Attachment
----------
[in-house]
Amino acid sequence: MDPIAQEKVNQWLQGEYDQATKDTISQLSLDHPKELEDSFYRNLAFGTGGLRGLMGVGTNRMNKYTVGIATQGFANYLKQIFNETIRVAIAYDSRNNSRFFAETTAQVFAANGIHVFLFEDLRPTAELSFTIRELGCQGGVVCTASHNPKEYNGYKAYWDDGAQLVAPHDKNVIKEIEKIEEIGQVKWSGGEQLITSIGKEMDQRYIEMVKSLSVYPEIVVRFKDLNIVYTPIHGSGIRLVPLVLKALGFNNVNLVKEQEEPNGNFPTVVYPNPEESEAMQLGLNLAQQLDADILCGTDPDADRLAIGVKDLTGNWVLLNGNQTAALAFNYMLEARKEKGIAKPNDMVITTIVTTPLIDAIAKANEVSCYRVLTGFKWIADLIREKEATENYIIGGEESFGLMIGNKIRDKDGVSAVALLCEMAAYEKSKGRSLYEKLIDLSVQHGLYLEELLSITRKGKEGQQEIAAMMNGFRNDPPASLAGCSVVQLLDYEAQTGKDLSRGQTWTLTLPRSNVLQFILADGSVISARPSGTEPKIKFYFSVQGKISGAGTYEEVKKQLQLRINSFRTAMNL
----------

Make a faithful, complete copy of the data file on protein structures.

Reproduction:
[in-house]
Amino acid sequence: MDPIAQEKVNQWLQGEYDQATKDTISQLSLDHPKELEDSFYRNLAFGTGGLRGLMGVGTNRMNKYTVGIATQGFANYLKQIFNETIRVAIAYDSRNNSRFFAETTAQVFAANGIHVFLFEDLRPTAELSFTIRELGCQGGVVCTASHNPKEYNGYKAYWDDGAQLVAPHDKNVIKEIEKIEEIGQVKWSGGEQLITSIGKEMDQRYIEMVKSLSVYPEIVVRFKDLNIVYTPIHGSGIRLVPLVLKALGFNNVNLVKEQEEPNGNFPTVVYPNPEESEAMQLGLNLAQQLDADILCGTDPDADRLAIGVKDLTGNWVLLNGNQTAALAFNYMLEARKEKGIAKPNDMVITTIVTTPLIDAIAKANEVSCYRVLTGFKWIADLIREKEATENYIIGGEESFGLMIGNKIRDKDGVSAVALLCEMAAYEKSKGRSLYEKLIDLSVQHGLYLEELLSITRKGKEGQQEIAAMMNGFRNDPPASLAGCSVVQLLDYEAQTGKDLSRGQTWTLTLPRSNVLQFILADGSVISARPSGTEPKIKFYFSVQGKISGAGTYEEVKKQLQLRINSFRTAMNL